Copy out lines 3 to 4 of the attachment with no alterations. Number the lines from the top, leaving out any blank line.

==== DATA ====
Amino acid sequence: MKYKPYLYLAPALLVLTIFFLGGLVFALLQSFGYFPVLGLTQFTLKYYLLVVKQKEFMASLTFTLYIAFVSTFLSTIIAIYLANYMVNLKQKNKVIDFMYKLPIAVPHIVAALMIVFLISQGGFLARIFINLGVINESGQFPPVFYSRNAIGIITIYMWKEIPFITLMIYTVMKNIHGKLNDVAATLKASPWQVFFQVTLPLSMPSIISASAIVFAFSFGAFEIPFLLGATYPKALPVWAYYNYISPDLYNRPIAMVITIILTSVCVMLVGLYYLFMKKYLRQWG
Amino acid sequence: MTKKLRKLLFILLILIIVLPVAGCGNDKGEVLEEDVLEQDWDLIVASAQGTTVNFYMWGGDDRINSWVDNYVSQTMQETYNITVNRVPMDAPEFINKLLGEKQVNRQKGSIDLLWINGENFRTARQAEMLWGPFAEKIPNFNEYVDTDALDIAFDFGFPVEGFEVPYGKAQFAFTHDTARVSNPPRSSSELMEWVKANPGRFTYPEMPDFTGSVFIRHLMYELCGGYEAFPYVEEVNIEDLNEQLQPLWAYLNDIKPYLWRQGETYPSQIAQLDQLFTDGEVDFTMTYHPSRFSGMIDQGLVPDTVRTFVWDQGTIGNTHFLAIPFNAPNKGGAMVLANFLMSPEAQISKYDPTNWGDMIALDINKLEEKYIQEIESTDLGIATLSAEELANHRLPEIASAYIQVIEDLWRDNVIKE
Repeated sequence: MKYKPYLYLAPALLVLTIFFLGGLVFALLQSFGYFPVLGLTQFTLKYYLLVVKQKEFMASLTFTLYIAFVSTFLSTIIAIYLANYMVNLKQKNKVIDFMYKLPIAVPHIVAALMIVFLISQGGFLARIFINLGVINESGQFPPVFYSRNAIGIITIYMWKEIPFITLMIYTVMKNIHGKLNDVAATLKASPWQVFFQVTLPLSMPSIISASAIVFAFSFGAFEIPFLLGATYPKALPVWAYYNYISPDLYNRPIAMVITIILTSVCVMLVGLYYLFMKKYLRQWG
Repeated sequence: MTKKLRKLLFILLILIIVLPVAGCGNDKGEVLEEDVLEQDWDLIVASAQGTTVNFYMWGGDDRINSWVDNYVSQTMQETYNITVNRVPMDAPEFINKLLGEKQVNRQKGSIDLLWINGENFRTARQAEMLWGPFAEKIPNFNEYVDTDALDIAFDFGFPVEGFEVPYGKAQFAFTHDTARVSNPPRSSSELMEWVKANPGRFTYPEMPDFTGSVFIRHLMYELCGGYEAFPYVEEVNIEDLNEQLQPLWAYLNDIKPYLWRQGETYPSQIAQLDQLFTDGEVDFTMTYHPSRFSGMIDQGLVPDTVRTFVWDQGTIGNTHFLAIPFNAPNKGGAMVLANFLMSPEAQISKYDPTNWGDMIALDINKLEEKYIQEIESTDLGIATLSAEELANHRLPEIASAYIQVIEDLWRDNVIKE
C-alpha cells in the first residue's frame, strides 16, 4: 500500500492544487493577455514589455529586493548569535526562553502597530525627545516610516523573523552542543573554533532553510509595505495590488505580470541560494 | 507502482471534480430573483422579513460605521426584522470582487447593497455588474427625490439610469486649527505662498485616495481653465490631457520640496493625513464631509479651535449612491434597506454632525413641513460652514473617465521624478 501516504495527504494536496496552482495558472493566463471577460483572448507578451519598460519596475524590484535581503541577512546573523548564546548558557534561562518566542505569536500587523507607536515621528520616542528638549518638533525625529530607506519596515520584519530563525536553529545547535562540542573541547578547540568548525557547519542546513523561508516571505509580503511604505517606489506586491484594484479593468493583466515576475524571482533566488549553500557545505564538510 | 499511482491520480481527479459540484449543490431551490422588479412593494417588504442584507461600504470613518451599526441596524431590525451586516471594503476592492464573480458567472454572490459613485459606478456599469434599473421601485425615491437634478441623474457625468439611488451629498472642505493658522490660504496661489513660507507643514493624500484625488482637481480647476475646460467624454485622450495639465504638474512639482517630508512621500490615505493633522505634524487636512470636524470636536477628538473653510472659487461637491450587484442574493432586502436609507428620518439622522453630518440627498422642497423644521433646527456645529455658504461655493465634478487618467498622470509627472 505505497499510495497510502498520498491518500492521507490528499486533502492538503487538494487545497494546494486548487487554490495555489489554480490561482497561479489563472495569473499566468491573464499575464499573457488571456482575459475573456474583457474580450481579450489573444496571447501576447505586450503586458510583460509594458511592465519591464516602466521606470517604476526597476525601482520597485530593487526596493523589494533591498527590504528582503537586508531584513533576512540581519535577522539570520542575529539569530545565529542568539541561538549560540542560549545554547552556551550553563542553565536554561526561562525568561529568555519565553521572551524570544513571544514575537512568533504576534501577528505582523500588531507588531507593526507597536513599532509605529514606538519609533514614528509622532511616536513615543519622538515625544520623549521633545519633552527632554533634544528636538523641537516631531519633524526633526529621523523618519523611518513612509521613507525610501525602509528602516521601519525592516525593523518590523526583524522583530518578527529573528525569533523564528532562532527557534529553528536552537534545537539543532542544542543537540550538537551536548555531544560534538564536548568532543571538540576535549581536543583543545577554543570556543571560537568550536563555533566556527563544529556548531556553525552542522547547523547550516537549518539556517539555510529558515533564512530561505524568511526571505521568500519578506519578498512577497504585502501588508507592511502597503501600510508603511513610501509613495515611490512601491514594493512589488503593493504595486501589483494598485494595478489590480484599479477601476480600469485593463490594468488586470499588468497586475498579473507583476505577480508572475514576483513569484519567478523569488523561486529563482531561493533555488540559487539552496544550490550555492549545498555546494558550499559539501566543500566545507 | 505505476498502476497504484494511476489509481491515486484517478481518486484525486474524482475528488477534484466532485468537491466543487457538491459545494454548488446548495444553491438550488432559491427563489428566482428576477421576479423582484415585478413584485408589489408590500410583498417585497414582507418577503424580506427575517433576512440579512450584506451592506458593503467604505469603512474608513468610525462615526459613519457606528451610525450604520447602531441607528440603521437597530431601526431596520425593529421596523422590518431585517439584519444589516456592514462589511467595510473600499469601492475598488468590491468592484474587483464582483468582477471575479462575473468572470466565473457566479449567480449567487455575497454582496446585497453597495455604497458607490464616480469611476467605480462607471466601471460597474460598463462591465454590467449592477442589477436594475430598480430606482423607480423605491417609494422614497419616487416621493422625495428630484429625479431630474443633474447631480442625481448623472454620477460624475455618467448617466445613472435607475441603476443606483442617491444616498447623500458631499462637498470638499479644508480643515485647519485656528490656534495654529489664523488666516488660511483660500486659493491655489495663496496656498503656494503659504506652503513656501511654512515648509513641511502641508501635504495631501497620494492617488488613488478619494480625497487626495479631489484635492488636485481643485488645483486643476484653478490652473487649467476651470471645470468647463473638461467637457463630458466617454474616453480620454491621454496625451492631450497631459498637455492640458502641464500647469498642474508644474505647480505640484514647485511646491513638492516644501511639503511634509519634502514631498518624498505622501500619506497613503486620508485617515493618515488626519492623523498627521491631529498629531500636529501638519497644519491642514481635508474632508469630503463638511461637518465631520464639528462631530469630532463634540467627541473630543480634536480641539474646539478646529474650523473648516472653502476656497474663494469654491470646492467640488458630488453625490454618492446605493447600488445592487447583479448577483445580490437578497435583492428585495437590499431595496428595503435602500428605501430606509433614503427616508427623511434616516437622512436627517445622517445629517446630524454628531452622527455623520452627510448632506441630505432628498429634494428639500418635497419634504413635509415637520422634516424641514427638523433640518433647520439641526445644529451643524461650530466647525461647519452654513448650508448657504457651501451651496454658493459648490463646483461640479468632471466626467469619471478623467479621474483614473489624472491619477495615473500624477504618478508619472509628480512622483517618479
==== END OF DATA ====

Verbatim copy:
Repeated sequence: MKYKPYLYLAPALLVLTIFFLGGLVFALLQSFGYFPVLGLTQFTLKYYLLVVKQKEFMASLTFTLYIAFVSTFLSTIIAIYLANYMVNLKQKNKVIDFMYKLPIAVPHIVAALMIVFLISQGGFLARIFINLGVINESGQFPPVFYSRNAIGIITIYMWKEIPFITLMIYTVMKNIHGKLNDVAATLKASPWQVFFQVTLPLSMPSIISASAIVFAFSFGAFEIPFLLGATYPKALPVWAYYNYISPDLYNRPIAMVITIILTSVCVMLVGLYYLFMKKYLRQWG
Repeated sequence: MTKKLRKLLFILLILIIVLPVAGCGNDKGEVLEEDVLEQDWDLIVASAQGTTVNFYMWGGDDRINSWVDNYVSQTMQETYNITVNRVPMDAPEFINKLLGEKQVNRQKGSIDLLWINGENFRTARQAEMLWGPFAEKIPNFNEYVDTDALDIAFDFGFPVEGFEVPYGKAQFAFTHDTARVSNPPRSSSELMEWVKANPGRFTYPEMPDFTGSVFIRHLMYELCGGYEAFPYVEEVNIEDLNEQLQPLWAYLNDIKPYLWRQGETYPSQIAQLDQLFTDGEVDFTMTYHPSRFSGMIDQGLVPDTVRTFVWDQGTIGNTHFLAIPFNAPNKGGAMVLANFLMSPEAQISKYDPTNWGDMIALDINKLEEKYIQEIESTDLGIATLSAEELANHRLPEIASAYIQVIEDLWRDNVIKE